There’s no point in having a register of pedigree Ouessants, if buyers don’t have confidence that the registration means something. Confidence in the Ouessant ‘brand’ makes the selection of stock easier – and should lead to improved quality overall.
The measures set out by the Breed Development Working Group, to improve the availability of information about the breed standard and the pedigree of our sheep, also need to be backed up with clarity in advertising and a consistent code of practice for those buying and selling sheep.
During my time on the Committee, there have been a number of instances of sheep being advertised for sale before they were registered, or being sold to members without an accompanying registration certificate. I think that we have all also seen adverts for ‘Ouessant Sheep’ on sites other than the Society’s, where the pedigree and quality is – at best – dubious. And we have also had reports of closely related sheep being sold as breeding pairs.
Some of this comes down to good record keeping on the part of the seller. If their flock records and registrations are up to date then members buying can (and should) research the prospective purchases in the online flock book or ask the registrar for a kinship report. But the general public, too, must have confidence that if they are buying a registered sheep from a member of the Society, that they are getting a quality, pedigree Ouessant.
The Committee has therefore approved draft Codes of Conduct that will be put to the AGM for Approval. The draft, which may be found here, sets out what the Society expects of its members (and of its officers and committee members, too!). Much of it is common-sense, asking us all to conform to all legal and welfare standards, and to do the best for our sheep. But there is also a section on what is expected of those buying and selling sheep, and I hope that we will all find this a useful checklist.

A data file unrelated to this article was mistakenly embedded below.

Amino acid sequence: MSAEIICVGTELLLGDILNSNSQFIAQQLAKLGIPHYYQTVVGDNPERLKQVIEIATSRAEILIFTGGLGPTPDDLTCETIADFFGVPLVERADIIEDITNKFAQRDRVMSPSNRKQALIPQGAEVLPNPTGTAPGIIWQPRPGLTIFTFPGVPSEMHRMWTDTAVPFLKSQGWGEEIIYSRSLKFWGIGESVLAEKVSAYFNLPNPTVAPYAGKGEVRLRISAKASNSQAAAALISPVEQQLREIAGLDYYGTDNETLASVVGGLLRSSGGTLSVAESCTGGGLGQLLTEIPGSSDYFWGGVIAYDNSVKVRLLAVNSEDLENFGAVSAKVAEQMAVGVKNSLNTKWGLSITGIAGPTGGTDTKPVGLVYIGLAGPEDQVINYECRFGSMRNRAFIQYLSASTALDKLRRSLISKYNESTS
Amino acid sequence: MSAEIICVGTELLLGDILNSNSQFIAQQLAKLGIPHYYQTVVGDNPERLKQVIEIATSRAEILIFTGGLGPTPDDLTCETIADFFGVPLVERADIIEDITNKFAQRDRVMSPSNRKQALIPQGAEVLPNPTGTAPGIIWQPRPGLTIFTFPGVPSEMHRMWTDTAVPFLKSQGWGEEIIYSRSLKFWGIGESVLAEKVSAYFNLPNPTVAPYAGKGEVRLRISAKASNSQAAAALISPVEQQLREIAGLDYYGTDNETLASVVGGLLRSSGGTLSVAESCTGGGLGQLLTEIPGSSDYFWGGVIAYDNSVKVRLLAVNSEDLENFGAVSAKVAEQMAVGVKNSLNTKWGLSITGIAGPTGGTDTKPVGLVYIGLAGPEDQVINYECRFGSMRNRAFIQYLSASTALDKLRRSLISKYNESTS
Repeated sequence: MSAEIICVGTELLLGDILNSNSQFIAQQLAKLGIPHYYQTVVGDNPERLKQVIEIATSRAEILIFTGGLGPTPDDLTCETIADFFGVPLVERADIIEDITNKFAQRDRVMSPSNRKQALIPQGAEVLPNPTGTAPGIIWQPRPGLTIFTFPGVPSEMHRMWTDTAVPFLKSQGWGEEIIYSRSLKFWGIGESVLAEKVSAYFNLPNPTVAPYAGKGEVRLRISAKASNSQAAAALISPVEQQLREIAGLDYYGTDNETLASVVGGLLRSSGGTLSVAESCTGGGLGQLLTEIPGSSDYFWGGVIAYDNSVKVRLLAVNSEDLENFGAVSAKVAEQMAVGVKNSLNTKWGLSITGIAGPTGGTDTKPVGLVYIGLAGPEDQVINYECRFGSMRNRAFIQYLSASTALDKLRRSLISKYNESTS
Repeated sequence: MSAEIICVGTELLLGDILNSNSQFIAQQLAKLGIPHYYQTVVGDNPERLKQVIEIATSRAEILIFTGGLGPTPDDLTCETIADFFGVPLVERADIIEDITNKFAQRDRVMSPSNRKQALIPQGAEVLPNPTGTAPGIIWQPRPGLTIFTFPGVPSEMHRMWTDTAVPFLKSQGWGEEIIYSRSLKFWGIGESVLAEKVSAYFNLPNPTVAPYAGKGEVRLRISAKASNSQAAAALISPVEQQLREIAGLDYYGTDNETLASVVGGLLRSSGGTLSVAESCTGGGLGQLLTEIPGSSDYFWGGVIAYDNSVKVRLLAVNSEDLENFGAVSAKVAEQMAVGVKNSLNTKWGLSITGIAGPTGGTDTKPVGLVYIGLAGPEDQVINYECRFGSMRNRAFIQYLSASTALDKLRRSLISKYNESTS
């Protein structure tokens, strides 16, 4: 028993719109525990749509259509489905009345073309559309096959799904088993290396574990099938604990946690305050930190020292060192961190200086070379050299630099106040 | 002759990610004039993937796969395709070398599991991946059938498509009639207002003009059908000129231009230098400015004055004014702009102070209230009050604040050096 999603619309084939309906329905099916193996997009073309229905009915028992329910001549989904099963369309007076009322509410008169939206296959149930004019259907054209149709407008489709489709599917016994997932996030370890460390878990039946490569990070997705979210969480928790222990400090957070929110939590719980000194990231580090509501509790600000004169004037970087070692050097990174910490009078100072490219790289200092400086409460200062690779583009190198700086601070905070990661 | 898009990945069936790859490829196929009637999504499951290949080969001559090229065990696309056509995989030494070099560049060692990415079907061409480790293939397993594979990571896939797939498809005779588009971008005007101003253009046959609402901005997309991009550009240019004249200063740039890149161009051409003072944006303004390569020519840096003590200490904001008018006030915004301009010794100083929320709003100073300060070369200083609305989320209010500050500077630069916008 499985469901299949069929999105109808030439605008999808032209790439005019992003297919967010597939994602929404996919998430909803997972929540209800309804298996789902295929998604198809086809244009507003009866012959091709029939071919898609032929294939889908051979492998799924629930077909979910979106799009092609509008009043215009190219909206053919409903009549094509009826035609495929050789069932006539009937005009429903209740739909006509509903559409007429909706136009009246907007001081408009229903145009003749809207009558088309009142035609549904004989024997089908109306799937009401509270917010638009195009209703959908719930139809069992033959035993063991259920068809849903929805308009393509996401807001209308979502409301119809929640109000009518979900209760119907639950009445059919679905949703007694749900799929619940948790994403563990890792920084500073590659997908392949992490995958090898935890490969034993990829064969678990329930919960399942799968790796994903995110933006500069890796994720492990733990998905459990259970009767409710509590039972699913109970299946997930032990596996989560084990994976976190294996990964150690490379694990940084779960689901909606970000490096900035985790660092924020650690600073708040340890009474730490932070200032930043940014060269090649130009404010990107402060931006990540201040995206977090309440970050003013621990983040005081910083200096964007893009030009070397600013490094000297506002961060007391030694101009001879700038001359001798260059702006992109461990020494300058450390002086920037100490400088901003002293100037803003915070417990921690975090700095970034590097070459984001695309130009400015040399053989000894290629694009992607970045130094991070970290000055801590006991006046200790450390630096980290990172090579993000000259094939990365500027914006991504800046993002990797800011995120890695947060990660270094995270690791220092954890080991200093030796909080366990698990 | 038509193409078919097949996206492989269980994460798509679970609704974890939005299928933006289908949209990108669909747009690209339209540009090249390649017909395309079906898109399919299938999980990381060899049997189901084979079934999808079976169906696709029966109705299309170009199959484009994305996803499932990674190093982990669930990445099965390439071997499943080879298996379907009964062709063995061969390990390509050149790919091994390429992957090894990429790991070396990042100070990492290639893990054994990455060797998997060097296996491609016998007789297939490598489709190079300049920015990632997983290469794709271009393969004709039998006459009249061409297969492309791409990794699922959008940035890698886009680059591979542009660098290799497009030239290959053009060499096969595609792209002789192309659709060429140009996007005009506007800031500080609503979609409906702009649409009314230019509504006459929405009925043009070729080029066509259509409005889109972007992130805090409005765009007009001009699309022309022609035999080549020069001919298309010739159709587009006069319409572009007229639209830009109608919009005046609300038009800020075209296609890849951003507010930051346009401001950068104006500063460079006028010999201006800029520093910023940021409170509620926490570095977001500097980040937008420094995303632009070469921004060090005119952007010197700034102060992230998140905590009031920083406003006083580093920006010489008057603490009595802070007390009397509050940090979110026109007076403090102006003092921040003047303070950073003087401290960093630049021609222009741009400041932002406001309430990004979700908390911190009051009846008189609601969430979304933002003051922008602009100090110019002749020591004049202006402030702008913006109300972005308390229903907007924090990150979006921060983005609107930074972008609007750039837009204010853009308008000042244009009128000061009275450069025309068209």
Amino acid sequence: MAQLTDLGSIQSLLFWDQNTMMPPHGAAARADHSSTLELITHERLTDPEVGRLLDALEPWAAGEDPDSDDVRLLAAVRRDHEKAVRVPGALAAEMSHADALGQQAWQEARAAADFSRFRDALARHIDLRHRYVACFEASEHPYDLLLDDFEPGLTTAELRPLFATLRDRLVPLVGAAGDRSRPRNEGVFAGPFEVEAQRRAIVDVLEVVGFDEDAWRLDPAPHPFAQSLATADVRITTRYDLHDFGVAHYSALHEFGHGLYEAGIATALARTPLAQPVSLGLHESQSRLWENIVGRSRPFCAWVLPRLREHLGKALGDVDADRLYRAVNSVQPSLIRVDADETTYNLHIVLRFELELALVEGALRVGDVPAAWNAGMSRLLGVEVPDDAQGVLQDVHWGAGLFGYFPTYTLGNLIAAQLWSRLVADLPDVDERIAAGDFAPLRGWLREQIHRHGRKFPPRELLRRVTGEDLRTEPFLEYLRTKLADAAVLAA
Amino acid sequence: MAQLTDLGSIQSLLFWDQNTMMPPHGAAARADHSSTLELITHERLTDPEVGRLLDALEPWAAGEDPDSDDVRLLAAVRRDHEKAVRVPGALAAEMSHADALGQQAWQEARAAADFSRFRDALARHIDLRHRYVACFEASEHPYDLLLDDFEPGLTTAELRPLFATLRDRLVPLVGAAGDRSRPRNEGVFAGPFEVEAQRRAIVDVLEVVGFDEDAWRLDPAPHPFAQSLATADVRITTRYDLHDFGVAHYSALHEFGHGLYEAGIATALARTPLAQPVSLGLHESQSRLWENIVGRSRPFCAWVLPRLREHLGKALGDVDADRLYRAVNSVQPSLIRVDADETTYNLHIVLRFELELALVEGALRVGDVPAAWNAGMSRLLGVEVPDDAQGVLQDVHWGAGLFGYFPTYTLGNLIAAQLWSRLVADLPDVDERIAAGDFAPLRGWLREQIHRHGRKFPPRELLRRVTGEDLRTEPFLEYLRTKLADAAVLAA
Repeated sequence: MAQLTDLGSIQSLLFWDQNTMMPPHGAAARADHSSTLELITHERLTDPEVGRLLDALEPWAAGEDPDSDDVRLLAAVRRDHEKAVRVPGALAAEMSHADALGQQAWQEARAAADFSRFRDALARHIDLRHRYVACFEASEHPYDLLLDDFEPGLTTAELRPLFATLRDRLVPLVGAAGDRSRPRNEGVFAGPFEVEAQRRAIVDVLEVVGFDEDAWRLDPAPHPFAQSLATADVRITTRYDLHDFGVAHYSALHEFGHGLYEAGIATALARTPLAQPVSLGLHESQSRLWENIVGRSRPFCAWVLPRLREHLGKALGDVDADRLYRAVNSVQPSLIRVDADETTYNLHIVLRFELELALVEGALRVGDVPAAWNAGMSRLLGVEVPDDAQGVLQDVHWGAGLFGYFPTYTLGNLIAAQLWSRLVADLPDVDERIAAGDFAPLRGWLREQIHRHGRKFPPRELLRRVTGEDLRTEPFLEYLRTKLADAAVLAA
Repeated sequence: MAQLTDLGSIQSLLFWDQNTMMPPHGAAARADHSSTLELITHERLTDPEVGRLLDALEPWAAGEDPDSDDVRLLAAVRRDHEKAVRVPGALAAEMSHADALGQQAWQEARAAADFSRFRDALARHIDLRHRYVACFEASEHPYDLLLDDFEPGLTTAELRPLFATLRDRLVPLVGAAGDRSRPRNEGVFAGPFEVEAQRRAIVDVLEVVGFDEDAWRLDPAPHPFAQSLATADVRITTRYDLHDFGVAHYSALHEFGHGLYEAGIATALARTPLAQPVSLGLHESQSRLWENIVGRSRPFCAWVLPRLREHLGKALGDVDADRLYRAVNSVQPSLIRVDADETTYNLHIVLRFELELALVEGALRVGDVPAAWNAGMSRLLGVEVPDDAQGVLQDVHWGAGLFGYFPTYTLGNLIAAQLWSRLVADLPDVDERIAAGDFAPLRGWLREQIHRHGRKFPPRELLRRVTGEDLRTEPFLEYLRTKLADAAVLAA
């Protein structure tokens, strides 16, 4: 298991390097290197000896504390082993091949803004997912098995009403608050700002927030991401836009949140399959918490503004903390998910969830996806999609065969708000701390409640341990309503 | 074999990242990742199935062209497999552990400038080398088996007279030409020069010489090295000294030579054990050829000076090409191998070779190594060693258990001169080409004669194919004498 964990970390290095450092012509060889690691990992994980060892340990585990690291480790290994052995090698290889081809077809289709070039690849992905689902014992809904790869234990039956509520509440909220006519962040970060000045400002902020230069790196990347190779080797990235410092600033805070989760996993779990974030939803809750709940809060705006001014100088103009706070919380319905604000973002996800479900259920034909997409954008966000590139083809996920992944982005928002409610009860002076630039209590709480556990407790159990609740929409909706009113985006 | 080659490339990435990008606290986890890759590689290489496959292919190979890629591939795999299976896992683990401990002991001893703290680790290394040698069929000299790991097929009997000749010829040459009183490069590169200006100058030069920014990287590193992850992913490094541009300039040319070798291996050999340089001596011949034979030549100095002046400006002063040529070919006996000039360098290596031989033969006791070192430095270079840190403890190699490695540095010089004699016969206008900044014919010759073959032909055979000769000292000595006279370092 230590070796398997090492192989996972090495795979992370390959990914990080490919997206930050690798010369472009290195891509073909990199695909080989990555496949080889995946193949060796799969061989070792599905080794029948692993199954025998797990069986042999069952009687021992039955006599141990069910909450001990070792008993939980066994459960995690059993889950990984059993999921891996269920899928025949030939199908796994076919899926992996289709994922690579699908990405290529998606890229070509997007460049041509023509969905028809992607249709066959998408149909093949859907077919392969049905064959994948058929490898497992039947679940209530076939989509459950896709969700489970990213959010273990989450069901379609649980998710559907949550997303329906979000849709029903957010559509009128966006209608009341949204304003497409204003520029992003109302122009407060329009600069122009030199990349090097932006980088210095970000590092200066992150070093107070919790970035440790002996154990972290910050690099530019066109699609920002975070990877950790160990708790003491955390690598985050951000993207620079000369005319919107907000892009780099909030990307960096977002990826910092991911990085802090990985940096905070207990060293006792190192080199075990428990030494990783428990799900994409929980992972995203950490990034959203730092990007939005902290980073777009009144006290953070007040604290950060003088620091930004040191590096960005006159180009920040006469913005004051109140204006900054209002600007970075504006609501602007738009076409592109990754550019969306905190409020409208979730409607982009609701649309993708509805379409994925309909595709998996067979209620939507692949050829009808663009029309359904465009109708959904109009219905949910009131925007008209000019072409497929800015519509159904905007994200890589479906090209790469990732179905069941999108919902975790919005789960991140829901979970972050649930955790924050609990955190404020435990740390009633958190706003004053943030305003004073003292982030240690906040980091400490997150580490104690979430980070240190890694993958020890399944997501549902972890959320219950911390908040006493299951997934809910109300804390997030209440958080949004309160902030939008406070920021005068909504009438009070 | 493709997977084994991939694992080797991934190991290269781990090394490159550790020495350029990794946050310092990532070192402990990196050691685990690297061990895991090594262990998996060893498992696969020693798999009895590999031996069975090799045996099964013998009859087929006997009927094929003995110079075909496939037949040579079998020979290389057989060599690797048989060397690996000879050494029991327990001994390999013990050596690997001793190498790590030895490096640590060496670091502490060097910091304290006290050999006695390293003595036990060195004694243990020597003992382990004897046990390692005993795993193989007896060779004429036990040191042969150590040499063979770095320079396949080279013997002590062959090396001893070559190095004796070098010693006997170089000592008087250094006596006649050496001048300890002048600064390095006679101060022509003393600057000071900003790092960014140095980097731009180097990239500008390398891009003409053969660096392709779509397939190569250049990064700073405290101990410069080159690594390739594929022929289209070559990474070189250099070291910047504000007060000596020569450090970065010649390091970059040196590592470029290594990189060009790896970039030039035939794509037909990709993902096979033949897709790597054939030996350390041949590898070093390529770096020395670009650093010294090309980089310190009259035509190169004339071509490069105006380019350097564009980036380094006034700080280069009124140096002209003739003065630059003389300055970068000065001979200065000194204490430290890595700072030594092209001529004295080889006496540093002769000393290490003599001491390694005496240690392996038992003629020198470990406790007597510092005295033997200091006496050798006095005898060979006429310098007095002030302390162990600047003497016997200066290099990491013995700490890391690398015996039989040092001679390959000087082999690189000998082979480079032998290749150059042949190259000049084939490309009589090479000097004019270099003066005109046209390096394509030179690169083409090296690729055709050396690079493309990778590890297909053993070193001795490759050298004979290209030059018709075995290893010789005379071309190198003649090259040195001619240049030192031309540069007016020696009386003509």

In particular, members are asked ensure that their flock records and registrations are up to date, to register sheep before advertising them, and to ensure that a hard copy of the registration certificate accompanies every sheep sold.
I really hope that we can make the classified ads section of the Society website, become the website of choice for everyone looking to buy a Ouessant sheep. We have also improved the content and presentation of the adverts on the website so that buyers can get more information – and so that everyone can have confidence in what they are buying under the OSS ‘brand’.
What do you think? I’d welcome your comments on the Codes of Conduct ahead of the AGM, either in the discussion box below or by emailing me at firstname.lastname@example.org
Author: Antonia Clements